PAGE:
In this video, when a pair of homeowners wanted to make the most of their roof space while preventing water run-off, they called on landscape contractor Jenn Nawada to help them handle the job.
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Jenn Nawada heads to Portland, Oregon to meet up with soil and water conservationist Kathy Shearin. Together they help a couple revitallize their front yard’s water run-off by installing a rain garden with native plantings.
Most homeowners love a big, green lawn around their homes. However, in rainy regions, those grass surfaces might as well be asphalt, rain water simply hits their surface and washes out to the street. There, it mixes with dirt, oil, and other waste before working its way back to streams and other water sources. That’s not an ideal use of water.
To prevent their northwest property from shedding more water than it should, a pair of homeowners decided to install a rain garden. Landscape contractor Jenn Nawada answered the call.
Time: One weekend
Cost: Under $800
Where to find it?
Jenn marks out the area of the rain garden using spray paint [https://homedepot.sjv.io/KjWRE7]. Then Jenn, Kathy, and the homeowners use digging shovels [https://homedepot.sjv.io/vNOLvL] to remove the sod and start digging the basin.
To install the downspout extension [https://homedepot.sjv.io/Gm261n], Kathy cut the downspout with a hacksaw [https://homedepot.sjv.io/MmW4Vn] to the necessary measurement and capped the standpipe. She then attached [https://homedepot.sjv.io/R50Wna] an elbow to the downspout. Kathy then capped the downspout extension to the elbow.
To install the conveyance, Kathy, Jenn, and the homeowners used trenching shovels to dig a shallow trench about 6” in depth and 3-4” in diameter from the downspout to the rain garden’s basin. They then lined the entire stretch of the trench with pond liner [https://homedepot.sjv.io/rQBvWj]. Finally, they Fill the trench with ¾’ – 1 ½” river rocks [https://homedepot.sjv.io/Vm0rj6] or “drain rock”.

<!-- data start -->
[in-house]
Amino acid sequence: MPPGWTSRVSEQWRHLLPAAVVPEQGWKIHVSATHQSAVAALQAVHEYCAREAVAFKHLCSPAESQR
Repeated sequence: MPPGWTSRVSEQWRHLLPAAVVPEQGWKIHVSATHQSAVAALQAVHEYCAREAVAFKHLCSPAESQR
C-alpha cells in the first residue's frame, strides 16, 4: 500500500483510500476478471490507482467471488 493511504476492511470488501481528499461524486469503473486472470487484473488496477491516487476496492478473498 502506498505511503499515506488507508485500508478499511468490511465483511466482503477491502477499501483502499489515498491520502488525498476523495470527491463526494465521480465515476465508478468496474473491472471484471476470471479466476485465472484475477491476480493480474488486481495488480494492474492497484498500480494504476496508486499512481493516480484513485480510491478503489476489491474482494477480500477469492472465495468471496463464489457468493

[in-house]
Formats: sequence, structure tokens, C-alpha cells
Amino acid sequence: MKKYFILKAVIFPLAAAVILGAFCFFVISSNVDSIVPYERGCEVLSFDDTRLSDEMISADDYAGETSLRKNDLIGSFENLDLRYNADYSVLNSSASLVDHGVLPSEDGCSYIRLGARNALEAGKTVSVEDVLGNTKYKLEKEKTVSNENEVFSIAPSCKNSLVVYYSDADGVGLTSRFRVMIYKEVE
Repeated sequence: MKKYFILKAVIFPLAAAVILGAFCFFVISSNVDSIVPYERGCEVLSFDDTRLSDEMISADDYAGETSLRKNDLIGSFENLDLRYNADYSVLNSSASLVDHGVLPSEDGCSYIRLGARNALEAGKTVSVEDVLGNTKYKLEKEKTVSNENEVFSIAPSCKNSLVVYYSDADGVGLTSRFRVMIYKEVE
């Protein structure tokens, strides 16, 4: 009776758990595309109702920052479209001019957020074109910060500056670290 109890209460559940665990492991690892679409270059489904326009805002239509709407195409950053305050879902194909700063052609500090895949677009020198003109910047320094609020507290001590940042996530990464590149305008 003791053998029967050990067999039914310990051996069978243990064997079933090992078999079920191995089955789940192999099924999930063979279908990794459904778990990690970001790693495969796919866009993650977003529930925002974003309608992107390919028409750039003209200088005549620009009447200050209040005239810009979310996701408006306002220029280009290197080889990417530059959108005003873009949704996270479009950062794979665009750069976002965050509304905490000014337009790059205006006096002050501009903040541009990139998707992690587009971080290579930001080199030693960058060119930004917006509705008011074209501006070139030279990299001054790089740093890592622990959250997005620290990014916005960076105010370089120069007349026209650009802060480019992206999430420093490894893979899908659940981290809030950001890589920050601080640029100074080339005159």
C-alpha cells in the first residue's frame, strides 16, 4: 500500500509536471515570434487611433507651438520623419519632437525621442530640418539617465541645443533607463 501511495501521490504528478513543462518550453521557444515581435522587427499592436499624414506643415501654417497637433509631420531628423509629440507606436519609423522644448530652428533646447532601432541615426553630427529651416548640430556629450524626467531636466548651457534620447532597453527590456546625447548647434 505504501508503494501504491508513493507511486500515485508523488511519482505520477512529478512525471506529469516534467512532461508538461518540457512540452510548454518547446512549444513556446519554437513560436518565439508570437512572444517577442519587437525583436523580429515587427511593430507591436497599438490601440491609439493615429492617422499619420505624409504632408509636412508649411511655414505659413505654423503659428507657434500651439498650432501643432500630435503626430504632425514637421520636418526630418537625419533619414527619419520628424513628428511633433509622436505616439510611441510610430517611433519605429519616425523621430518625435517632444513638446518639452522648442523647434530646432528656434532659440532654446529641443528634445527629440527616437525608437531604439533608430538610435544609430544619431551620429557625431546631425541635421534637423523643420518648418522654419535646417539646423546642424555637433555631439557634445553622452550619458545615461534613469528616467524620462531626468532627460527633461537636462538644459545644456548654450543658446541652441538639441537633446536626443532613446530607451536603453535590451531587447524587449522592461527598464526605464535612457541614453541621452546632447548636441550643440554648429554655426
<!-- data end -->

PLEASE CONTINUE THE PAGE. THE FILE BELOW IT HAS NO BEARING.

Jenn, Kathy, and the homeowners incorporate 4-way mix [https://homedepot.sjv.io/Y905ke] into the existing soil as they backfill the basin. Once the plants [https://homedepot.sjv.io/q4BRGb] are installed, they then cover the surrounding area with Fine Hemlock mulch [https://bit.ly/3tVTjXl].
Expert assistance provided by Kathy Shearin [https://emswcd.org/about/staff/], Urban Lands Program Supervisor at East Multnomah Soil and Water Conservation District [https://emswcd.org/] and by Drake’s 7 Dees Landscape Design [https://www.drakes7dees.com/].
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Downspout diverter [https://homedepot.sjv.io/Gm261n]
Metal screws [https://homedepot.sjv.io/6eDazQ]
Marking paint [https://homedepot.sjv.io/KjWRE7]
Landscape fabric [https://homedepot.sjv.io/rQBvWj]
River rock [https://homedepot.sjv.io/Vm0rj6]
4-way soil mix [https://homedepot.sjv.io/Y905ke]
Rain garden-friendly plants [https://homedepot.sjv.io/q4BRGb]
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Drill bits [https://homedepot.sjv.io/21JPeA]
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From the makers of This Old House, America’s first and most trusted home improvement show, Ask This Old House answers the steady stream of home improvement questions asked by viewers across the United States. Covering topics from landscaping to electrical to HVAC and plumbing to painting and more. Ask This Old House features the experts from This Old House, including general contractor Tom Silva, plumbing and heating expert Richard Trethewey, landscape contractor Jenn Nawada, master carpenter Norm Abram, and host Kevin O’Connor. ASK This Old House helps you protect and preserve your greatest investment—your home.
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How To Create a Rain Garden | Ask This Old House